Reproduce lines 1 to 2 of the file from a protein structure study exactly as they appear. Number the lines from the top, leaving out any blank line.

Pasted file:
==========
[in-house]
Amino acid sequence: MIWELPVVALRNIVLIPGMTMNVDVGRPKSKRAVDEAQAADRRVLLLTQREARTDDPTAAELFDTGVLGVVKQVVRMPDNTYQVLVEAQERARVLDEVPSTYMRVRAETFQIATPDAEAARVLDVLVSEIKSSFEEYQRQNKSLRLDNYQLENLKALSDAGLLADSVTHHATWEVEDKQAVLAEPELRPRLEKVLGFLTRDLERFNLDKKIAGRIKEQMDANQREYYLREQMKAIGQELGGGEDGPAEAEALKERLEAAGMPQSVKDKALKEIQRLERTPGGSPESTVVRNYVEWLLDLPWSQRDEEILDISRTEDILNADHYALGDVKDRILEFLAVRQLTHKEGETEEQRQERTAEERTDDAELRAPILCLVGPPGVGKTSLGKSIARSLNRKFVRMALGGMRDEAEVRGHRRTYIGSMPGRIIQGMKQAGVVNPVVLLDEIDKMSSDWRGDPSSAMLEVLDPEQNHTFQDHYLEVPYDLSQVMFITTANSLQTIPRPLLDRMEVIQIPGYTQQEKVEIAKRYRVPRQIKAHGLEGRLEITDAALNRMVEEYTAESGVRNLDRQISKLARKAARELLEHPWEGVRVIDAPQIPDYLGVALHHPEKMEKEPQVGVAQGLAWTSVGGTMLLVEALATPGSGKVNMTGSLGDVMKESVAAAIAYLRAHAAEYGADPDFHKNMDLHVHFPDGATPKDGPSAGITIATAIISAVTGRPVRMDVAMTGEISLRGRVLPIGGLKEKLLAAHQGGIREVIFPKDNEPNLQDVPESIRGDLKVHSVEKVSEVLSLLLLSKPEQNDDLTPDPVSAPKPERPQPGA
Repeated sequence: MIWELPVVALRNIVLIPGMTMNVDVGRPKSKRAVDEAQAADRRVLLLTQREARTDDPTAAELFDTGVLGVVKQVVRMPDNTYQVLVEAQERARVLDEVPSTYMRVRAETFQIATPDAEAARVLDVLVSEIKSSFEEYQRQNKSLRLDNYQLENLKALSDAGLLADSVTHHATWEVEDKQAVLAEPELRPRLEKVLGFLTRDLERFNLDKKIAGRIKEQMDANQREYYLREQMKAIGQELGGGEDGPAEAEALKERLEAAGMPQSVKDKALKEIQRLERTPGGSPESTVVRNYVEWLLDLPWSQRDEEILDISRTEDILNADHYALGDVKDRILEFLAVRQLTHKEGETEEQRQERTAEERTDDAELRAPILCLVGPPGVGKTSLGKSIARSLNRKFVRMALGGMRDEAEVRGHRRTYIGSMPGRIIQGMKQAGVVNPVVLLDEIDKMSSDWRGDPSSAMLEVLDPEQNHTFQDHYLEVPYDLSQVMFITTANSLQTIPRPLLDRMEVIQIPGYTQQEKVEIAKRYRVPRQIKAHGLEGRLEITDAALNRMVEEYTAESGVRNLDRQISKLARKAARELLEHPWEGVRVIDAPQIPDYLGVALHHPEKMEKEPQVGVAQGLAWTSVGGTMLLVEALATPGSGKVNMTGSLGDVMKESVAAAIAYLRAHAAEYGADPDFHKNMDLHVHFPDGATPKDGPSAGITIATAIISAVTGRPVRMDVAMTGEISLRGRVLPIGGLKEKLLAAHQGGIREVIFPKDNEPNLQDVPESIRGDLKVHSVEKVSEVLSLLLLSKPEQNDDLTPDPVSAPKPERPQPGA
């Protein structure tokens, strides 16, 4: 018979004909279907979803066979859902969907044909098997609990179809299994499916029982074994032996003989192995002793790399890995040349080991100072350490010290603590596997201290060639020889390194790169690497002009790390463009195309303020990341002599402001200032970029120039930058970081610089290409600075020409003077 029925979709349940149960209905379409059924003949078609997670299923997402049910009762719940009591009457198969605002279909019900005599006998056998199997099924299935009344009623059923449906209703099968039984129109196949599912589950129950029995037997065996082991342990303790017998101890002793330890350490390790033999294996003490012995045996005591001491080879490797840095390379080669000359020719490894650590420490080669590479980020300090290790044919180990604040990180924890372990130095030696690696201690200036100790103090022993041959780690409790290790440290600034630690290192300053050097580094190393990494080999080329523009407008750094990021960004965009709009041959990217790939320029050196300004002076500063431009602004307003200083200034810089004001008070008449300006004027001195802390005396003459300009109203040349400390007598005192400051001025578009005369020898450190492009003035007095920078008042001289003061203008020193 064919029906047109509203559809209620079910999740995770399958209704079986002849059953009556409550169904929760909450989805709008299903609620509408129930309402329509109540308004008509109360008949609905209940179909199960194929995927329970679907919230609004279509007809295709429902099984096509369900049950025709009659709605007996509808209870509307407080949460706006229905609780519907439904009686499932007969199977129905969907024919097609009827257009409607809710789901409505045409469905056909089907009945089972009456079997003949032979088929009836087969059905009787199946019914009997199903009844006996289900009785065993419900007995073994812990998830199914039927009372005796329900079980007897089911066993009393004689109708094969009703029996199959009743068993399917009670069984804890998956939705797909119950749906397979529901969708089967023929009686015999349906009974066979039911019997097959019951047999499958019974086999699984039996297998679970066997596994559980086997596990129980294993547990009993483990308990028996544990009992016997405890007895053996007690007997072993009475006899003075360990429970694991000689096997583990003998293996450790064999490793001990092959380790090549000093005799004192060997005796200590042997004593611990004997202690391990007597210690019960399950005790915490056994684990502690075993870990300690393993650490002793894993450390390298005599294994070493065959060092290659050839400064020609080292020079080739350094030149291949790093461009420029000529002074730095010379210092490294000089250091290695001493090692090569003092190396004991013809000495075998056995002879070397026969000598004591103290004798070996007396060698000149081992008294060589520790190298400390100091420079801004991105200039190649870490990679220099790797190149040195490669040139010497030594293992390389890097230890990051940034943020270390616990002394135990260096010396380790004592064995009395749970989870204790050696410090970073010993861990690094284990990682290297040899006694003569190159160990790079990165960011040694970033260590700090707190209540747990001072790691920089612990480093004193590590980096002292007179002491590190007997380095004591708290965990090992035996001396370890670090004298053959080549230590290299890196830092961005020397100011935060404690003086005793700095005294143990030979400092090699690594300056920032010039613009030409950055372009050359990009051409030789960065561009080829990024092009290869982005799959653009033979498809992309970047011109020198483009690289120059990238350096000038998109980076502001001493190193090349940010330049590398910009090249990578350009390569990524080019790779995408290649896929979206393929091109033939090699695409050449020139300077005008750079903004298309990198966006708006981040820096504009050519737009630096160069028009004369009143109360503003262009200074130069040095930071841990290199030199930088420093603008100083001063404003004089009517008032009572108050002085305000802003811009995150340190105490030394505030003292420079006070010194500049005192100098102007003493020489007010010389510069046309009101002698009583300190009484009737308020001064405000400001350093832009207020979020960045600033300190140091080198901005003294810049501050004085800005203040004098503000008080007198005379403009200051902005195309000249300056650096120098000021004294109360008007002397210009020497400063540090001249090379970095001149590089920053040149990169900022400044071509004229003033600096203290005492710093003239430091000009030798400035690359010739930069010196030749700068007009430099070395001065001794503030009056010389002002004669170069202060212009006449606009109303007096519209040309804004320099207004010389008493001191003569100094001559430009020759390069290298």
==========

[in-house]
Amino acid sequence: MIWELPVVALRNIVLIPGMTMNVDVGRPKSKRAVDEAQAADRRVLLLTQREARTDDPTAAELFDTGVLGVVKQVVRMPDNTYQVLVEAQERARVLDEVPSTYMRVRAETFQIATPDAEAARVLDVLVSEIKSSFEEYQRQNKSLRLDNYQLENLKALSDAGLLADSVTHHATWEVEDKQAVLAEPELRPRLEKVLGFLTRDLERFNLDKKIAGRIKEQMDANQREYYLREQMKAIGQELGGGEDGPAEAEALKERLEAAGMPQSVKDKALKEIQRLERTPGGSPESTVVRNYVEWLLDLPWSQRDEEILDISRTEDILNADHYALGDVKDRILEFLAVRQLTHKEGETEEQRQERTAEERTDDAELRAPILCLVGPPGVGKTSLGKSIARSLNRKFVRMALGGMRDEAEVRGHRRTYIGSMPGRIIQGMKQAGVVNPVVLLDEIDKMSSDWRGDPSSAMLEVLDPEQNHTFQDHYLEVPYDLSQVMFITTANSLQTIPRPLLDRMEVIQIPGYTQQEKVEIAKRYRVPRQIKAHGLEGRLEITDAALNRMVEEYTAESGVRNLDRQISKLARKAARELLEHPWEGVRVIDAPQIPDYLGVALHHPEKMEKEPQVGVAQGLAWTSVGGTMLLVEALATPGSGKVNMTGSLGDVMKESVAAAIAYLRAHAAEYGADPDFHKNMDLHVHFPDGATPKDGPSAGITIATAIISAVTGRPVRMDVAMTGEISLRGRVLPIGGLKEKLLAAHQGGIREVIFPKDNEPNLQDVPESIRGDLKVHSVEKVSEVLSLLLLSKPEQNDDLTPDPVSAPKPERPQPGA